In light of the benefits of ATRs, there are several areas of support in Lands and Economic Development for navigating what can otherwise be a lengthy and expensive process. During the evaluation period, for example, program staff created an internal website where staff across the country can share templates and best practices to facilitate the approvals process. In December of 2012, two Regional Support Centres were also created to facilitate this process: one in Saskatchewan for TLE ATRs, and one in Toronto for non-TLE ATRs. These support centres are mandated to maintain up-to-date templates for key documents and to perform a quality control check by reviewing at least 10 percent of submissions to Headquarters. The work of these support centres will be discussed further in Section 5.1.

As discussed above, the evaluation period also saw the creation of an ATR toolkit created by National Aboriginal Land Managers' Association with support from Lands and Economic Development to help communities in the pre-approval process. Moreover, a new stream of funding became available under LEDSP for land management purposes, including costs associated with ATRs (such as access to legal advice, costs associated with meeting third parties, etc.).

Best practice: Allowing pre-reserve designations and ministerial approvals speeds up the ATR process

Nonetheless, it is important to note that the key challenges outlined above remain. The best practices found under the TLE model of ATR suggest a way forward for non-TLE ATRs, and are thus an option for senior management and policymakers to consider. While the new ATR policy is in draft stage only, the Department is currently considering modeling the process for economic development ATRs after those under the 'legal obligations' category. Additional changes likely to be included are a clearer role for AANDC in assisting in negotiations with third parties, a joint work plan with the First Nation required at the beginning of the process to clarify responsibilities, and service standards (mentioned above) for timelines on the Additions to Reserve process. The potential new policy may also include a standardized 'Net Benefit Assessment' element to ATR packages to assist central agencies in determining whether applications should be approved.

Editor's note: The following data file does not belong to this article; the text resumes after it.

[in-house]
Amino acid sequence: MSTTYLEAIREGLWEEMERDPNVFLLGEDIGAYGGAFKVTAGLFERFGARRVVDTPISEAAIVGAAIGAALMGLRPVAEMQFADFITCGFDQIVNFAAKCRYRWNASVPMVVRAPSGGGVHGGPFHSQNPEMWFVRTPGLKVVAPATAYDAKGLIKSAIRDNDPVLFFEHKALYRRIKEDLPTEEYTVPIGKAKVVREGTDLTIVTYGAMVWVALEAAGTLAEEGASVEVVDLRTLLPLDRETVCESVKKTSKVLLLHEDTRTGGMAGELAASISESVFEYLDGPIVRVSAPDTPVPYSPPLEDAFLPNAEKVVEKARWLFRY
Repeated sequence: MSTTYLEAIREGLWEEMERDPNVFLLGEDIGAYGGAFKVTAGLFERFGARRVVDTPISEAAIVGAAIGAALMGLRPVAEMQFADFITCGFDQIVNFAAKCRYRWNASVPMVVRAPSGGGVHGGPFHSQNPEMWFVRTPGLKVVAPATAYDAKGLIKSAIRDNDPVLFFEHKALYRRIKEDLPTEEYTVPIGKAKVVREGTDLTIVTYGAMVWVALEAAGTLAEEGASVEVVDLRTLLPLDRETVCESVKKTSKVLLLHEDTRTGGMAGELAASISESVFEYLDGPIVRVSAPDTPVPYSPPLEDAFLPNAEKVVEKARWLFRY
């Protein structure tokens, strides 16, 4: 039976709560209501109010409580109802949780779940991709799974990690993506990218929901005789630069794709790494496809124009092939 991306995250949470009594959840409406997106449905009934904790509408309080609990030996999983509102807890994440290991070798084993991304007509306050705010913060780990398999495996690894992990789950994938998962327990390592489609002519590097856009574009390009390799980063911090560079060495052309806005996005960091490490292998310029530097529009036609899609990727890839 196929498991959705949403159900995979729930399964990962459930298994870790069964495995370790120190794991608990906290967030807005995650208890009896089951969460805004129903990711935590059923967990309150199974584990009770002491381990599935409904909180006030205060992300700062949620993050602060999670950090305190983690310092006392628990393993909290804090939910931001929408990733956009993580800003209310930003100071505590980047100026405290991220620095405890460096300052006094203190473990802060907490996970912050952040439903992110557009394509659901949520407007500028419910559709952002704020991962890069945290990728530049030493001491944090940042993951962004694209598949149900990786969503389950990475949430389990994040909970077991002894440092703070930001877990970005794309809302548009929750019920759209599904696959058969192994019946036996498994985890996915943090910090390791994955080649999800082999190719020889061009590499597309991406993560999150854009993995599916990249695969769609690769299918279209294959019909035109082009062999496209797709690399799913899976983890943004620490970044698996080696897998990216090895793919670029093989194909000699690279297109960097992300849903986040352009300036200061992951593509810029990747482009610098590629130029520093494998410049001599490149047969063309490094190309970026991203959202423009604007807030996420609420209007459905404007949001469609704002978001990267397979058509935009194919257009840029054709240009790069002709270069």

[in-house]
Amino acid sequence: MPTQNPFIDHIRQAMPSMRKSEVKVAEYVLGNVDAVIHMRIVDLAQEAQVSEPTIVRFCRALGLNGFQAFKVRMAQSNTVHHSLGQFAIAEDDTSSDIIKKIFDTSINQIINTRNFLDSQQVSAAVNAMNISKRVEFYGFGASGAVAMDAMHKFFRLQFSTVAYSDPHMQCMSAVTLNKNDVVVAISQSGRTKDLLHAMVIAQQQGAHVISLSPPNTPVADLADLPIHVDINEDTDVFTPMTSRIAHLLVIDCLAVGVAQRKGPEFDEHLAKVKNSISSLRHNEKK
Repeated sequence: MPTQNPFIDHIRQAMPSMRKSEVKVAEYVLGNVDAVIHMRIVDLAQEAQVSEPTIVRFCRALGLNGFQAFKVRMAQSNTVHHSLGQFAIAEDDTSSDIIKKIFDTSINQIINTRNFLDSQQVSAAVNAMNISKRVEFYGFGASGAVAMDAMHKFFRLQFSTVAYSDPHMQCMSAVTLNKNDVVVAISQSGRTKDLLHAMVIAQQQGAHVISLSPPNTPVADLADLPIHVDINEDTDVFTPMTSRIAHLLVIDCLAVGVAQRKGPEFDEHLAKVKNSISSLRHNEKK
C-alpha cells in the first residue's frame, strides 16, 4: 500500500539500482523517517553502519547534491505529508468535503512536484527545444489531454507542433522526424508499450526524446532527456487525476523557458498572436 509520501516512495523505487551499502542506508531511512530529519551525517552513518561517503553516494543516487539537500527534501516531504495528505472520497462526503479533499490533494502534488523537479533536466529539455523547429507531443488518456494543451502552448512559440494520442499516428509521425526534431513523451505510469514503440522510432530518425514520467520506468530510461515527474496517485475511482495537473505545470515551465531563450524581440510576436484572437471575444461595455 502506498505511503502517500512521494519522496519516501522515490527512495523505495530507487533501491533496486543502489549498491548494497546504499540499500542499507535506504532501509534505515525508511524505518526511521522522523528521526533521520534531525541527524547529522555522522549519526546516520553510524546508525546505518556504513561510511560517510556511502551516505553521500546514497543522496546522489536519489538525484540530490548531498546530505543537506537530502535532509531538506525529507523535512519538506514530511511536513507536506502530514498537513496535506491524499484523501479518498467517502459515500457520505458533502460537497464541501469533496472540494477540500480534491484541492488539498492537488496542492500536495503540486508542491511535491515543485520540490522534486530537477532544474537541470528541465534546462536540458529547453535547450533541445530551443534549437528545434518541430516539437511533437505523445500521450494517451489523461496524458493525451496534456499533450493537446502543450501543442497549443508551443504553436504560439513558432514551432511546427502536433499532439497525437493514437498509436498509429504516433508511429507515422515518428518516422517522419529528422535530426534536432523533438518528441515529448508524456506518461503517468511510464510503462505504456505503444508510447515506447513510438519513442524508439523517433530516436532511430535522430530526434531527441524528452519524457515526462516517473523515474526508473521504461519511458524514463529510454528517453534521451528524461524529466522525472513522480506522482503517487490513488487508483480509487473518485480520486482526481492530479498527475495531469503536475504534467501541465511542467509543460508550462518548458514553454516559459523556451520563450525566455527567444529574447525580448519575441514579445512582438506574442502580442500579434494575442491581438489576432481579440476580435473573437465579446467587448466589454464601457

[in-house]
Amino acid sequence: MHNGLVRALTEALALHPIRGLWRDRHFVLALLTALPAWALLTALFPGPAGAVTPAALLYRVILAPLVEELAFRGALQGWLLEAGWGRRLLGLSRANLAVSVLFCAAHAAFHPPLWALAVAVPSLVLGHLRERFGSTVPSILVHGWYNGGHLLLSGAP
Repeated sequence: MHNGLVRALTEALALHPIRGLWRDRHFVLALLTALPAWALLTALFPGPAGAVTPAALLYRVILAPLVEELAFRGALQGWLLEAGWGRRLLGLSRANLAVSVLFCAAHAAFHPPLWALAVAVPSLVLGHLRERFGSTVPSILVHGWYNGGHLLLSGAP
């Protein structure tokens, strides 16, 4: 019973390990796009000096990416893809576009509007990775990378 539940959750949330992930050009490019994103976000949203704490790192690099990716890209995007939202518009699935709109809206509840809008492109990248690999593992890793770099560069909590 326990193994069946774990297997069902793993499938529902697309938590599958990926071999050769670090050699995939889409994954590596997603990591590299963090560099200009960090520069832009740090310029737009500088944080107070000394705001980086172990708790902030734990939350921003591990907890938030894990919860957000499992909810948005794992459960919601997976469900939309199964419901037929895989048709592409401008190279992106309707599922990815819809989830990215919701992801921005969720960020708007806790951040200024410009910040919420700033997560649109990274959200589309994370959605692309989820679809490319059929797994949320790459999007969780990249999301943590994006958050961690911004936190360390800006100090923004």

Multiple stakeholders have emphasized that a renewed ATR policy would significantly improve the Additions to Reserve process.

It remains to be seen whether this new ATR policy will be approved. However, in the meantime, staff should consider examining other strategies for shortening the ATR approvals process.

4.2.2 Performance - Land Surveys

Given that clearly-defined land parcels are a requirement for land activity on reserve, key informants and case study participants indicate that limited access to land surveys creates a barrier to community land-related needs. However, innovative approaches to survey work such as Geographic Information System technology, emphasis on land-use planning and capacity-building to conduct surveys locally could make surveys more accessible.